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Unlike the other lights-out West Coast closers--career saves leader Trevor Hoffman of the San Diego Padres (changeup), the Angels' Francisco Rodriguez (slurve), the Dodgers' Takashi Saito (slider)--Putz still works off his fastball, but the splitter turned this horse into a two-trick pony.
"When he warmed up [at the All-Star Game], I was like 'Wow,' " says Tigers' bullpen coach Jeff Jones, who was part of AL manager Jim Leyland's staff in San Francisco. "[Boston's Jonathan] Papelbon had a tremendous split, but J.J.'s was phenomenal. I'd seen him throw it in a game and thought it was a great pitch, but I hadn't been that up close. It's the best I've ever seen. Starts at mid-thigh and ends up in the dirt every time. A lot of guys' splits will tail or cut but his is straight down."
(Alas, Leyland gave him the hook after Putz allowed a two-run homer and a walk that brought the winning run to the plate in the ninth. "We won," Putz said after the 5-4 AL victory. "The [AL's winning] streak's alive. Leave it at that.")
This is the baseball continuum, what Guardado calls "the merry-go-round." Just as Guardado learned from Rick Aguilera in Minnesota and Putz learned from Guardado in Seattle, Putz has taken it upon himself to help school a Mariners bullpen greener than Live Earth. This explains, in a way, the pink My Little Pony backpack in rookie setup man Brandon Morrow's locker. During an April trip to Oakland, Putz and pitcher Chris Reitsma enlisted a clubhouse attendant to locate a pink roller bag to help the young Seattle relievers cart gum, sunflower seeds and PowerBars to the bullpen. The clubbie came back with the My Little Pony model, which was even sweeter. The backpack is passed among Morrow, Eric O'Flaherty and Ryan Rowland-Smith, depending who is on a hot streak, but it carries symbolic weight more than bullpen supplies. "One day I hope Brandon or somebody takes my job," Putz says, "and he does great things with it."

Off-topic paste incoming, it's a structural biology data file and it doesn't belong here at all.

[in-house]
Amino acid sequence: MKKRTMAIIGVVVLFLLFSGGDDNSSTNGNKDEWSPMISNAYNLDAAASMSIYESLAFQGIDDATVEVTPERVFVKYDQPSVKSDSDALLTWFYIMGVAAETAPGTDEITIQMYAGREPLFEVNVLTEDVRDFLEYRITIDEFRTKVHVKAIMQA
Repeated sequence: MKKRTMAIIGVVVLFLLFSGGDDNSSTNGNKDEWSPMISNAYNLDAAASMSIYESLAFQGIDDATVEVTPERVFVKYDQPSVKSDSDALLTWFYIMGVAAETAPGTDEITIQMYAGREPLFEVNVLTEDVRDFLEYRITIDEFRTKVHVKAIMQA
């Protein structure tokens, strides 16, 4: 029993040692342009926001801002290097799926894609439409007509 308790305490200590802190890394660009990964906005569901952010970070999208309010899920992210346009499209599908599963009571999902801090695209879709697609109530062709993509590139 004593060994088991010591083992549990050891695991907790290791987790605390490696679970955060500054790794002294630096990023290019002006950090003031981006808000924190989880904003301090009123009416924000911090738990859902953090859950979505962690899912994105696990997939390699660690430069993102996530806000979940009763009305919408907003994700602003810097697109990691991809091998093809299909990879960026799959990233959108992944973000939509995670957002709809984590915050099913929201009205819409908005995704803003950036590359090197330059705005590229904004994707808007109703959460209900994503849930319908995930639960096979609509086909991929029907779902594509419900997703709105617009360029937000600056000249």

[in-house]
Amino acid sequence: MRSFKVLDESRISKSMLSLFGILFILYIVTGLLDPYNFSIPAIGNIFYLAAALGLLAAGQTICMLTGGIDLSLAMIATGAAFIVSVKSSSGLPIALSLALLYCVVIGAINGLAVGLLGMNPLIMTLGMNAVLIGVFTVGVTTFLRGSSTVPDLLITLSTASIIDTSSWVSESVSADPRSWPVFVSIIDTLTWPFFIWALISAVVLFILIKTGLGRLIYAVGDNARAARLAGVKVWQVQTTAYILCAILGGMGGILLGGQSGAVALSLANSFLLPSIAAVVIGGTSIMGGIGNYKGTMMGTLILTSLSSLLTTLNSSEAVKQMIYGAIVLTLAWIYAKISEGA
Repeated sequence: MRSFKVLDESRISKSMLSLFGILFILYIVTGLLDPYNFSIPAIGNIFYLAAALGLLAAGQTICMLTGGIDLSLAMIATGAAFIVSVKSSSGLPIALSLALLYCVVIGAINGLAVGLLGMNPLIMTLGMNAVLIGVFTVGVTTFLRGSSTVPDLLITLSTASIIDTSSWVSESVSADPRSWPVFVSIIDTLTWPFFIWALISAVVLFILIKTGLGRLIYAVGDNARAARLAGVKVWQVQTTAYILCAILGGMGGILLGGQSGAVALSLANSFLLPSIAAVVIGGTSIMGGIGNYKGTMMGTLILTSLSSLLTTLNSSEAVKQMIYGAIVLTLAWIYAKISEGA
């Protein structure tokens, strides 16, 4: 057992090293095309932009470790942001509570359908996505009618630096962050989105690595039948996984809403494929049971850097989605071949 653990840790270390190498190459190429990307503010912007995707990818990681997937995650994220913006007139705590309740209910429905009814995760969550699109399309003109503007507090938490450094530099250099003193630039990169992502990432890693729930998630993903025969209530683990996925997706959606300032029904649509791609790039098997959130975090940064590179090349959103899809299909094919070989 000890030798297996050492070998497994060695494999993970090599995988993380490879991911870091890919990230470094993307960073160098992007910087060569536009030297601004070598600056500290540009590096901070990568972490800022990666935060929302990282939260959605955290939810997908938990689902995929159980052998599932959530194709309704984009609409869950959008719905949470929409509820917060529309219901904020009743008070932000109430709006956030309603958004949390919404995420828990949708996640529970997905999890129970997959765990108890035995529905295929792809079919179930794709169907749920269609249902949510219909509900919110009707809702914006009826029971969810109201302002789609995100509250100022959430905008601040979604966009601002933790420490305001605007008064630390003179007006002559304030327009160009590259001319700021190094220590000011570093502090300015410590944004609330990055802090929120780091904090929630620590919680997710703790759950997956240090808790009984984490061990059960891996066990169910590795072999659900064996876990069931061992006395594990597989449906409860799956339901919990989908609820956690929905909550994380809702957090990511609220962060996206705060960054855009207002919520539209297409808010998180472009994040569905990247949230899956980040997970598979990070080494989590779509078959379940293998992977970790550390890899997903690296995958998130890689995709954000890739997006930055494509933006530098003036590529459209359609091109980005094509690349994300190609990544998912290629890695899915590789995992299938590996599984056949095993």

"You see what he's doing with the kids, trying to teach them, being a leader," McLaren says. "J.J.'s a special guy. He doesn't dwell on his own success as much as he wants to help the team."
No dim bulb, this
Better Late Than Ever?
With a little more help from the Mariners' rotation, J.J. Putz could set a single-season standard for relief pitchers
THE FANTASTIC season of J.J. Putz, who at week's end had yielded just one run in a save situation, could end up as the finest ever. Although he will be hard-pressed to match Bobby Thigpen's record of 57 saves, set in 1990, the Mariners' closer stands a chance of becoming the standard-bearer in Win Expectation Above Replacement, or WXRL, a Baseball Prospectus statistic that measures the number of wins a relief pitcher contributes versus what a replacement-level alternative would have achieved. The formula is weighted so that a reliever earns extra credit for stranding runners on base, for pitching against tougher lineups and for closing out a one-run game rather than a three-run snoozer.
Putz's WXRL of 5.03 was easily the best in baseball; the Dodgers' Takashi Saito
was next, at 3.62. That put Putz on pace for a 9.26 WXRL, which would rate as
the second-best year ever (below). Putz could have an even better finish if
Seattle makes a deal to fortify its starting pitching (its 5.09 ERA is the
fifth worst in baseball), which would provide him more high-leverage